Teacher helps build school — literally
Piedmont Middle School Anne Radke traveled to the Dominican Republic earlier this month to help build a school in the town of Constanza.
Radke was inspired by colleagues Rob Jackson and Sharyn VonCannon, who had been on the trip earlier. She applied, not imagining they would accept her.
“My first reaction was utter horror because in the past, whenever I went on these jaunts my husband was here to keep the home fires burning,” Radke said.
Her husband died two years ago.
VonCannon, Jackson and Radke’s sister all told her to go.
Radke joked that deciding to go took longer than the trip.
She, along with 20 principals from across the nation and 20 photographers with LifeTouch, traveled to Constanza.
“It was a definite labor of love, because here we are flying out to what everyone thinks is a beautiful, exotic location,” Radke said.
However, the teachers were carrying buckets of cement, laying tiles, carrying bricks and other tasks to build the school in one of the poorer parts of the country. Meanwhile, the students who would attend the school in the future looked on.
“They were absolutely and totally delighted,” Radke said. “These were some of the most happy and loving kids I’ve ever seen (in) my life.”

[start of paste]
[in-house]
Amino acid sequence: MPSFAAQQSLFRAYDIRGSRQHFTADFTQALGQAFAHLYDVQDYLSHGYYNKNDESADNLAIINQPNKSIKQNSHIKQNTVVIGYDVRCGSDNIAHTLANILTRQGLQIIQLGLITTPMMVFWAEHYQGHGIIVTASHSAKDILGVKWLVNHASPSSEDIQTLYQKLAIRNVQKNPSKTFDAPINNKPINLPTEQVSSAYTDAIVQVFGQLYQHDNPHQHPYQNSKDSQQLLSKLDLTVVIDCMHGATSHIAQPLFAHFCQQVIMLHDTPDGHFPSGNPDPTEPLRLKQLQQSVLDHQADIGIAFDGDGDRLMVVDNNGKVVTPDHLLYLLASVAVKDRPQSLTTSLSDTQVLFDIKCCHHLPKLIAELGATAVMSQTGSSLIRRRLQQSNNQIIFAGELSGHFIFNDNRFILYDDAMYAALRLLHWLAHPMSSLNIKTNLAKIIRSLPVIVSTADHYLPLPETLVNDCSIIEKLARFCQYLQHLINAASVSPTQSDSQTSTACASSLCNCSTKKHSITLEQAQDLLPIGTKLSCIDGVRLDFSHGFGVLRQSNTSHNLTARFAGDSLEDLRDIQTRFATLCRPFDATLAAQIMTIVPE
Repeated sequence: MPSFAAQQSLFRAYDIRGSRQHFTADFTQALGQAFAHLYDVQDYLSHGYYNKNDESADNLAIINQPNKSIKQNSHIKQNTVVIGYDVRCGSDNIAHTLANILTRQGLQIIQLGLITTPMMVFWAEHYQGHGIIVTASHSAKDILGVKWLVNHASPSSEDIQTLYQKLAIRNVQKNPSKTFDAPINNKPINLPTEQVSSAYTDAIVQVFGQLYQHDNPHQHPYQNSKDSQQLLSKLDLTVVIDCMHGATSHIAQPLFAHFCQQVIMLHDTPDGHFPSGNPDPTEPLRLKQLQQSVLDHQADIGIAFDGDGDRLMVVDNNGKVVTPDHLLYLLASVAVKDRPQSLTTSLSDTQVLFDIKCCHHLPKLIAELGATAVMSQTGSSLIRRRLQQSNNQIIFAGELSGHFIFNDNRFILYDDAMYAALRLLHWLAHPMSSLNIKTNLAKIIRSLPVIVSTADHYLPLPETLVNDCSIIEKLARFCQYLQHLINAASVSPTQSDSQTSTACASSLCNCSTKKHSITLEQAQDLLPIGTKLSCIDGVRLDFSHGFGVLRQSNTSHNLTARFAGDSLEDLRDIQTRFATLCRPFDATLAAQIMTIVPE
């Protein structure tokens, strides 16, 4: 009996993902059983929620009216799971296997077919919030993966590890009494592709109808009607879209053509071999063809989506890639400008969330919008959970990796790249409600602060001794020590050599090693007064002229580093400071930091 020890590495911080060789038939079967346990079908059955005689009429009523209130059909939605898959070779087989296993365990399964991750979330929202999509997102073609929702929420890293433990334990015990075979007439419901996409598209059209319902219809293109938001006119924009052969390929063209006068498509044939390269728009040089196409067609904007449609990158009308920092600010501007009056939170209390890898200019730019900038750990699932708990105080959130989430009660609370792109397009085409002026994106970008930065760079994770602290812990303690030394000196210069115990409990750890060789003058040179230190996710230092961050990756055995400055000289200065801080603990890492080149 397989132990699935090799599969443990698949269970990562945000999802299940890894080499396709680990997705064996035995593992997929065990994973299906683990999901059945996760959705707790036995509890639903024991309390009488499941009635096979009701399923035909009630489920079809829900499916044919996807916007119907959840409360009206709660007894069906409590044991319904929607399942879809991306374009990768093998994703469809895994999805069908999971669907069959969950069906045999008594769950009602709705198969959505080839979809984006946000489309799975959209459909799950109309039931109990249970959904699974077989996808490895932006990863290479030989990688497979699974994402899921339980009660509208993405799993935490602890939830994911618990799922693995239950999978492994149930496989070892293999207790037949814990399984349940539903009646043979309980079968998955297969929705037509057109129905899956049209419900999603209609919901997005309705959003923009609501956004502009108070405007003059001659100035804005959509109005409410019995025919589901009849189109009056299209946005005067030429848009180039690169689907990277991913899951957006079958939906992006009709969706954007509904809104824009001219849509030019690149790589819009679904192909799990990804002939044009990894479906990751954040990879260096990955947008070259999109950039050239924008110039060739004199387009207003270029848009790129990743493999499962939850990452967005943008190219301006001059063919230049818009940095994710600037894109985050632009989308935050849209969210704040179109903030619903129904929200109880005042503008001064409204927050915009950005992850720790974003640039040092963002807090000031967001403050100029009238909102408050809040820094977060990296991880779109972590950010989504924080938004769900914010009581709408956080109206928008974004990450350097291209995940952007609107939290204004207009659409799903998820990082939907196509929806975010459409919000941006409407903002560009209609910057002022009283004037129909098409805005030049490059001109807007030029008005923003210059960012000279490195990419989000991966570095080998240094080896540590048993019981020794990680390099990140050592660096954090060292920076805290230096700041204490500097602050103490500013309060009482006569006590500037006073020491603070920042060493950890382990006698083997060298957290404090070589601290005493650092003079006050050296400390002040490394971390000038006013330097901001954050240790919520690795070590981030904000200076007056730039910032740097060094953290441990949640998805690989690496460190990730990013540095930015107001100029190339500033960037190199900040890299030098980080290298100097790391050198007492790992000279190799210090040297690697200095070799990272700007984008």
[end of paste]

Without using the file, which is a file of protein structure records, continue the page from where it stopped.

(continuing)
The volunteers were broken into two teams. One team built the school and the other team went to a nearby school in a poverty-stricken area to take school photos of the children.
The volunteers set up the backdrop on a broken chain-link fence with barbed wire on top and took photos of the children, all dressed in their best.
“They had never done that before in their lives, it was absolutely amazing,” Radke said.
Before they left, the children received packets with the photos. They were able to cut out their pictures and trade them with friends.
The school is serving children grades Kindergarten through fifth grade. The second floor will open up more classrooms. Currently, the students go in shifts, with 200 students going to school from 8 a.m. until 1 p.m. and 200 other students going to school from 1 p.m. until 5 p.m.
Every day, the volunteers stopped working at 4 p.m. and played with the children. They brought bubbles, balls and games that the children had never seen.
“You would have thought these youngsters were at Disney World,” Radke said.
The children forged strong relationships, some were even asking if the volunteers had Facebook, because their cousin had a computer and sometimes they could use it, Radke said.
She has still not decided if she will be able to go again, however, she encourages others to try.
“I think that anybody who wants to claim to be a global leader in today’s educational forum needs to out of their comfort zone,” Radke said.
Anyone looking to volunteer can visit www.worldservants.org.